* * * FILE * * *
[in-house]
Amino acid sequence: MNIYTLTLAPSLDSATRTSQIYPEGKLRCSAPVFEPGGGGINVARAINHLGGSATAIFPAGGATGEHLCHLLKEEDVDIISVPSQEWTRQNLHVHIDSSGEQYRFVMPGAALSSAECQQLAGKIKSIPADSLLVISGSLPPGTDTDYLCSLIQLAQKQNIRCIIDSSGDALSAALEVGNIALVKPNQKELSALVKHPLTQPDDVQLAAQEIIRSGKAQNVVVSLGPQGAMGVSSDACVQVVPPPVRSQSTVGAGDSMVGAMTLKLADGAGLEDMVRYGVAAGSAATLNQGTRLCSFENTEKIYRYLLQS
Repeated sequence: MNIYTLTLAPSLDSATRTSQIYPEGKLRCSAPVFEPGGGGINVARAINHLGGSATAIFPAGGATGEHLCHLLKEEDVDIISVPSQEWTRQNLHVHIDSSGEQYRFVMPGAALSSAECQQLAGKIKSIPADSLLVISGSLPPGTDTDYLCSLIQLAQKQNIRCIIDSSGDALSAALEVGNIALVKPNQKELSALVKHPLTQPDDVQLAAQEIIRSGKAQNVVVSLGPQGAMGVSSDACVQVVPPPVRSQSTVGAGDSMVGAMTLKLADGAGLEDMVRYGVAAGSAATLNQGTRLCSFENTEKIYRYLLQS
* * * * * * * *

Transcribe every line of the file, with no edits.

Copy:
[in-house]
Amino acid sequence: MNIYTLTLAPSLDSATRTSQIYPEGKLRCSAPVFEPGGGGINVARAINHLGGSATAIFPAGGATGEHLCHLLKEEDVDIISVPSQEWTRQNLHVHIDSSGEQYRFVMPGAALSSAECQQLAGKIKSIPADSLLVISGSLPPGTDTDYLCSLIQLAQKQNIRCIIDSSGDALSAALEVGNIALVKPNQKELSALVKHPLTQPDDVQLAAQEIIRSGKAQNVVVSLGPQGAMGVSSDACVQVVPPPVRSQSTVGAGDSMVGAMTLKLADGAGLEDMVRYGVAAGSAATLNQGTRLCSFENTEKIYRYLLQS
Repeated sequence: MNIYTLTLAPSLDSATRTSQIYPEGKLRCSAPVFEPGGGGINVARAINHLGGSATAIFPAGGATGEHLCHLLKEEDVDIISVPSQEWTRQNLHVHIDSSGEQYRFVMPGAALSSAECQQLAGKIKSIPADSLLVISGSLPPGTDTDYLCSLIQLAQKQNIRCIIDSSGDALSAALEVGNIALVKPNQKELSALVKHPLTQPDDVQLAAQEIIRSGKAQNVVVSLGPQGAMGVSSDACVQVVPPPVRSQSTVGAGDSMVGAMTLKLADGAGLEDMVRYGVAAGSAATLNQGTRLCSFENTEKIYRYLLQS